A Combined Condensing/Vaporizing Mechanism in the Displacement of Oil by Enriched Gases
- A.A. Zick (ARCO Oil and Gas Co.)
- Document ID
- Society of Petroleum Engineers
- SPE Annual Technical Conference and Exhibition, 5-8 October, New Orleans, Louisiana
- Publication Date
- Document Type
- Conference Paper
- 1986. Society of Petroleum Engineers
- 5.2.2 Fluid Modeling, Equations of State, 5.3.2 Multiphase Flow, 5.4 Enhanced Recovery, 5.4.7 Chemical Flooding Methods (e.g., Polymer, Solvent, Nitrogen, Immiscible CO2, Surfactant, Vapex), 4.6 Natural Gas, 5.2 Reservoir Fluid Dynamics, 5.4.2 Gas Injection Methods, 4.3.4 Scale, 1.6.9 Coring, Fishing, 4.1.5 Processing Equipment, 4.1.2 Separation and Treating, 5.2.1 Phase Behavior and PVT Measurements
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Experimental observations, combined with equation-of-state predictions, indicate that a combined condensing/vaporizing-gas drive mechanism, rather than the traditionally believed condensing-gas drive mechanism, may be responsible for displacements of reservoir oil by enriched gases. Apparent minimum miscibility pressures and minimum solvent enrichments are observed with this mechanism, even though true miscibility is probably not developed.
Pseudoternary diagrams were first used to explain Pseudoternary diagrams were first used to explain the mechanisms of oil displacement by vaporizing-gas drives and condensing-gas drives more than 30 years ago. Since then, all displacements of oil by injected gases have been categorized as either immiscible, multicontact miscible, or first contact miscible, with the multicontact miscible displacements further divided into either condensing-gas drive processes or vaporizing-gas drive processes. Soon after those displacement mechanisms were proposed, Benham et al. proposed a method of proposed, Benham et al. proposed a method of predicting minimum miscibility conditions by predicting minimum miscibility conditions by constructing pseudoternary diagrams and estimating the placements of the critical tielines. That method placements of the critical tielines. That method has been in use ever since, although it has been updated slightly in recent years by the use of equations-of-state to generate the pseudoternary diagrams.
The problem with using pseudoternary diagrams to explain or predict multicontact miscibility is that they rigorously apply only to true ternary systems. It has generally been assumed in the past that pseudoternary diagrams, while perhaps not exact, at pseudoternary diagrams, while perhaps not exact, at least capture the basic phase behavior mechanisms of reservoir fluid displacements. That assumption may not always be justified.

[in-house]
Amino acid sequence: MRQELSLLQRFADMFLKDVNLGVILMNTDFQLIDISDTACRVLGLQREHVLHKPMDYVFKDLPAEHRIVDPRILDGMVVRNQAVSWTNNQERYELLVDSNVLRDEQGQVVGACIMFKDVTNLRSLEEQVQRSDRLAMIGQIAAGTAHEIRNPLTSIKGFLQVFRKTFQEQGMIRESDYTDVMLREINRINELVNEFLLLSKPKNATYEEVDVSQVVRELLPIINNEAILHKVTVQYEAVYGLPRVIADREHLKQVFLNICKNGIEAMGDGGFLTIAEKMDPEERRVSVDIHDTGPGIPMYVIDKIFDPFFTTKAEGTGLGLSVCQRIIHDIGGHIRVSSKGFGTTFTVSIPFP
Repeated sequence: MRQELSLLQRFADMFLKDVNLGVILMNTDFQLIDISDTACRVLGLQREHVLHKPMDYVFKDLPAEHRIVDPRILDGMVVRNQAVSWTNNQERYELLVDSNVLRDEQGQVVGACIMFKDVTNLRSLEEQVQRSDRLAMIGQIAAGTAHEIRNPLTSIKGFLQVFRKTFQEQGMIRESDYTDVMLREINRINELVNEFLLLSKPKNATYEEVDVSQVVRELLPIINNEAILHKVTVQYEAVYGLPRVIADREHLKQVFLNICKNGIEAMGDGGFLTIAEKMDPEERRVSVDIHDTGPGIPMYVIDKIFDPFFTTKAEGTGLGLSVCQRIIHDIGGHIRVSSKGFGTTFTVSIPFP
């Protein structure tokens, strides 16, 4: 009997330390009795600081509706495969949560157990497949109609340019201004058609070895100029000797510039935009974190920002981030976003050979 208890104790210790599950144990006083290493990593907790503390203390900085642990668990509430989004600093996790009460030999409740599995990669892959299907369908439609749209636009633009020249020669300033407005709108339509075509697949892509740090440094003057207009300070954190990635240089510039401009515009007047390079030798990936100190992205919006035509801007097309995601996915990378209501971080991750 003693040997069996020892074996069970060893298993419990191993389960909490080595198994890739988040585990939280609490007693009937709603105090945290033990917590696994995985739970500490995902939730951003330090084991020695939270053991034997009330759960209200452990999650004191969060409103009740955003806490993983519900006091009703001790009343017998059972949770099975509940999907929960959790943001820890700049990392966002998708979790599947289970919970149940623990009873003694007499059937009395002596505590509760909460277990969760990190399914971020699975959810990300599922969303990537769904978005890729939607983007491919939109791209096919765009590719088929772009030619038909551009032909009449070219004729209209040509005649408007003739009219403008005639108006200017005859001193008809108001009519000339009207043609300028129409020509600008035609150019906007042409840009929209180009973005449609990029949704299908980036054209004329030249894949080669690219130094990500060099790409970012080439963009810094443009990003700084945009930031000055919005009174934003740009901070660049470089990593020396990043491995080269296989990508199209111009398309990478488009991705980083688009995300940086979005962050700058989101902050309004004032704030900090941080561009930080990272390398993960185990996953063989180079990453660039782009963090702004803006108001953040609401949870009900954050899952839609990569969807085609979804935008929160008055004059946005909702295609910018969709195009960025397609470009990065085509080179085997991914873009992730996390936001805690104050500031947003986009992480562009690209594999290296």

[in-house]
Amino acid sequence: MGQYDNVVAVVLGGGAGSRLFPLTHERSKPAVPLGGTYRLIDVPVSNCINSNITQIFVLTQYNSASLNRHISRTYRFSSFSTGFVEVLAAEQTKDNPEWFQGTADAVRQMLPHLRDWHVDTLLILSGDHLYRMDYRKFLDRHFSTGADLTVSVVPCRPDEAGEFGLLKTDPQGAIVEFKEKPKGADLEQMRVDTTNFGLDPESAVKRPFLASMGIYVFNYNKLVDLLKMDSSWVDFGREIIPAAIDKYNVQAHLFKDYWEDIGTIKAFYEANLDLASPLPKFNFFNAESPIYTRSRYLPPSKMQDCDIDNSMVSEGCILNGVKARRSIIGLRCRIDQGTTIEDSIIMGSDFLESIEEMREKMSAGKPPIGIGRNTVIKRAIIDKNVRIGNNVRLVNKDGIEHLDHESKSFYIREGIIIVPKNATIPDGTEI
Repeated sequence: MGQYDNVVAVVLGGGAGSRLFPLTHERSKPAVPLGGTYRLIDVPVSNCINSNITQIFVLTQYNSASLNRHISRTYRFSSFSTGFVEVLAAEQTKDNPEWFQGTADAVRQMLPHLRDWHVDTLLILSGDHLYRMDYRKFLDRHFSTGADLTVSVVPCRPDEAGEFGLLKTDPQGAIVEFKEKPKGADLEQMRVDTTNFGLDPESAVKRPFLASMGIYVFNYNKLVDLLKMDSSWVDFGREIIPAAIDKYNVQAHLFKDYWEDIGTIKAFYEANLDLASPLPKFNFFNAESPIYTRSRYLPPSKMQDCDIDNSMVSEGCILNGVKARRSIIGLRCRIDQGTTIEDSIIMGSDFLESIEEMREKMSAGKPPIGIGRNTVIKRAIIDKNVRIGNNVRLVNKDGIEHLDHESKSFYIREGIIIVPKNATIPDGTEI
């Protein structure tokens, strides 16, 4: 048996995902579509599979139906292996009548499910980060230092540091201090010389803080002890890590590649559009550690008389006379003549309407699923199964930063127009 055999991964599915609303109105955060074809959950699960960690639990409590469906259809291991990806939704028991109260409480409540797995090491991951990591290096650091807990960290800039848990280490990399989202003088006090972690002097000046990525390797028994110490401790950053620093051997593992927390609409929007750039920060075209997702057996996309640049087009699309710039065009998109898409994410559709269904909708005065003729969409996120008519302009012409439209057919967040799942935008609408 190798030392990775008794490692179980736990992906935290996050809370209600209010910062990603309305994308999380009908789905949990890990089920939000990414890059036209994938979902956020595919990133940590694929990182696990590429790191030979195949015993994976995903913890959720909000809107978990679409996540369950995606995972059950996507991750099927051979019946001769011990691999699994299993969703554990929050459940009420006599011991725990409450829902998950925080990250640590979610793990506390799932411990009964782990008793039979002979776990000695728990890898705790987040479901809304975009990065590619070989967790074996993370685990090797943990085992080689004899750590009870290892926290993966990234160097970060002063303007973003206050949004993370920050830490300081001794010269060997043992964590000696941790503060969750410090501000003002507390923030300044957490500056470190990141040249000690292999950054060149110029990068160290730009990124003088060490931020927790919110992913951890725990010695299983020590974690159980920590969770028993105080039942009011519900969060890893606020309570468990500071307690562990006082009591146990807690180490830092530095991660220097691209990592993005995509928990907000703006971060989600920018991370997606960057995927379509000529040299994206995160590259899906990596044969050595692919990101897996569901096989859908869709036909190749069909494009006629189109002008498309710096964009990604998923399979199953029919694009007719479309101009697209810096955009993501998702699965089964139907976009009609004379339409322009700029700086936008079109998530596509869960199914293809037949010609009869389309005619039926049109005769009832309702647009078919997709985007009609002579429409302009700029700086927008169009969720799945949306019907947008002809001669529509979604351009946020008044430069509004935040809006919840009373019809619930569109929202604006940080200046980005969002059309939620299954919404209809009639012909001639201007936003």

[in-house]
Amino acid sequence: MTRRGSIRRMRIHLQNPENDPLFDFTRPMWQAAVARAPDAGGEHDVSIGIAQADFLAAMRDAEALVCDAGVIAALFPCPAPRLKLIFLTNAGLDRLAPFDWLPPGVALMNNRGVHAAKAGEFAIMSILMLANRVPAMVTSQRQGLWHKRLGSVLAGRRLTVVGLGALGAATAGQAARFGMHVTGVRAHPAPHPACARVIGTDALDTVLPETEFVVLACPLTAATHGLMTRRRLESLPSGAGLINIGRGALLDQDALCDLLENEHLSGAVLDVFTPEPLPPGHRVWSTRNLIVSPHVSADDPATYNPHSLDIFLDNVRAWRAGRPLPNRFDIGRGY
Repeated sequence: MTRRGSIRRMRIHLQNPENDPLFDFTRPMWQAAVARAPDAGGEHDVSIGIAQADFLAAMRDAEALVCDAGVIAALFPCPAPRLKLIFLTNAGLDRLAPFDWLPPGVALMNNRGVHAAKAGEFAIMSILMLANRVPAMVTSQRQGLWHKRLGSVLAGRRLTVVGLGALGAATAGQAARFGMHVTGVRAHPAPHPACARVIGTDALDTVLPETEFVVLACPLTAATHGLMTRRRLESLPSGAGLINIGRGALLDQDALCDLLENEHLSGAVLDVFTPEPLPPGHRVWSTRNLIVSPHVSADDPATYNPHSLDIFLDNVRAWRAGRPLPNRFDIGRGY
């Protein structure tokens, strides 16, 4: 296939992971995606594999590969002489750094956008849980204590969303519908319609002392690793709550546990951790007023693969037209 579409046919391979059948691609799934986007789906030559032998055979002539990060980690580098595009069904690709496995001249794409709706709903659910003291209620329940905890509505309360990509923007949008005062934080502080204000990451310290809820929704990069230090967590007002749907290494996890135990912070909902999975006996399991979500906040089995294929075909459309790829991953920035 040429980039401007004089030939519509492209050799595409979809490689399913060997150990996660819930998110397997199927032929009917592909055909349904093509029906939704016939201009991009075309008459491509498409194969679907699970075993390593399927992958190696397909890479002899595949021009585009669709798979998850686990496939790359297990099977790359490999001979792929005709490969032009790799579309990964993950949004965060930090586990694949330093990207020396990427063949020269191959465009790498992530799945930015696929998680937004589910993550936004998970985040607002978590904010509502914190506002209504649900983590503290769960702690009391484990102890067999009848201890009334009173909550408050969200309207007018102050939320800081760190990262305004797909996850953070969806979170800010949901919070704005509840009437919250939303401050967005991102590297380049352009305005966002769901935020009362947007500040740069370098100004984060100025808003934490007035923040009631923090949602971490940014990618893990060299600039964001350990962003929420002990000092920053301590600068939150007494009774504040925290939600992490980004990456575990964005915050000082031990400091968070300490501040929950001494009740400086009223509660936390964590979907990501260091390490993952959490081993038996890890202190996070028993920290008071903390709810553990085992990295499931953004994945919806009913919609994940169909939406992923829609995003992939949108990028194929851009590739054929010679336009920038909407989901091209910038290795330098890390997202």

For a three-component hydrocarbon system, when a rich injection gas displaces an oil that is relatively lean in the intermediate component, it is by a mechanism that is called a condensing-gas drive. In this process, which has been well described elsewhere, the oil near the injection point is enriched by repeated contacts with the injection gas. The intermediate component in the gas condenses into the oil, moving its composition toward the critical point on the phase envelope. Eventually, if the gas is rich enough, i.e., if its composition lies on the single phase side of the extended critical tieline, the oil becomes so enriched with the intermediate component that it becomes miscible with the gas. Since the miscible zone moves with the velocity of the injection gas, the oil is completely displaced. This process can be easily visualized with the aid of a ternary diagram. The ternary diagram in Figure 1 was generated by simulating a methane-butane-decane multicontact process at minimum miscibility conditions with the Peng-Robinson equation-of-state. Peng-Robinson equation-of-state. Phase envelopes for multicomponent reservoir fluids Phase envelopes for multicomponent reservoir fluids can be generated by simply mixing the fluid with light and intermediate components in various proportions, flashing the resulting mixtures, and proportions, flashing the resulting mixtures, and measuring the equilibrium compositions. Since these phase envelopes, when projected onto pseudoternary diagrams, look very similar to the phase pseudoternary diagrams, look very similar to the phase envelopes for ternary hydrocarbon systems, it has been assumed that the displacement of these multicomponent oils by enriched gases will be by the same condensing-gas drive mechanism that applies to the ternary system.
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